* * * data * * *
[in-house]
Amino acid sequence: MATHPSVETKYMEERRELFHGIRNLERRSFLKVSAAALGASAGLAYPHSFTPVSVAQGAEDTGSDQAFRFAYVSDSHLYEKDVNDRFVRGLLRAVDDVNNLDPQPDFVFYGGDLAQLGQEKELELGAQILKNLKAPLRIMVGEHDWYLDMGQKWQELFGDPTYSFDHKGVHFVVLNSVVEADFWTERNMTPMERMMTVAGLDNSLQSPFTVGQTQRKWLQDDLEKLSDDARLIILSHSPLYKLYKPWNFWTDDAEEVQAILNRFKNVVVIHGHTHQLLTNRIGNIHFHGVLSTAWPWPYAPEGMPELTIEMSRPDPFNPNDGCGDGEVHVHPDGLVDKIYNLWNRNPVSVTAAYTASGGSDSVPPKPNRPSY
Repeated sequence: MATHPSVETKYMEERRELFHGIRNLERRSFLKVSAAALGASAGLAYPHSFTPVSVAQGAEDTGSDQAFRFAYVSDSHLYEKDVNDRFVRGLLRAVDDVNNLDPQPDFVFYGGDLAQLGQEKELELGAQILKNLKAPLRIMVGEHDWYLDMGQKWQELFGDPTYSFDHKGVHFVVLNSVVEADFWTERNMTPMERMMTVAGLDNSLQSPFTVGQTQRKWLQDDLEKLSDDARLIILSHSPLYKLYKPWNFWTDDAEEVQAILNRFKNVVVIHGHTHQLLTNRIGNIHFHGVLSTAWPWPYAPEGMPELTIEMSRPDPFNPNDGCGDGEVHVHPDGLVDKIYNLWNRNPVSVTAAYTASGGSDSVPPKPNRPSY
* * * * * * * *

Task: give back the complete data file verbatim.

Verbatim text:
[in-house]
Amino acid sequence: MATHPSVETKYMEERRELFHGIRNLERRSFLKVSAAALGASAGLAYPHSFTPVSVAQGAEDTGSDQAFRFAYVSDSHLYEKDVNDRFVRGLLRAVDDVNNLDPQPDFVFYGGDLAQLGQEKELELGAQILKNLKAPLRIMVGEHDWYLDMGQKWQELFGDPTYSFDHKGVHFVVLNSVVEADFWTERNMTPMERMMTVAGLDNSLQSPFTVGQTQRKWLQDDLEKLSDDARLIILSHSPLYKLYKPWNFWTDDAEEVQAILNRFKNVVVIHGHTHQLLTNRIGNIHFHGVLSTAWPWPYAPEGMPELTIEMSRPDPFNPNDGCGDGEVHVHPDGLVDKIYNLWNRNPVSVTAAYTASGGSDSVPPKPNRPSY
Repeated sequence: MATHPSVETKYMEERRELFHGIRNLERRSFLKVSAAALGASAGLAYPHSFTPVSVAQGAEDTGSDQAFRFAYVSDSHLYEKDVNDRFVRGLLRAVDDVNNLDPQPDFVFYGGDLAQLGQEKELELGAQILKNLKAPLRIMVGEHDWYLDMGQKWQELFGDPTYSFDHKGVHFVVLNSVVEADFWTERNMTPMERMMTVAGLDNSLQSPFTVGQTQRKWLQDDLEKLSDDARLIILSHSPLYKLYKPWNFWTDDAEEVQAILNRFKNVVVIHGHTHQLLTNRIGNIHFHGVLSTAWPWPYAPEGMPELTIEMSRPDPFNPNDGCGDGEVHVHPDGLVDKIYNLWNRNPVSVTAAYTASGGSDSVPPKPNRPSY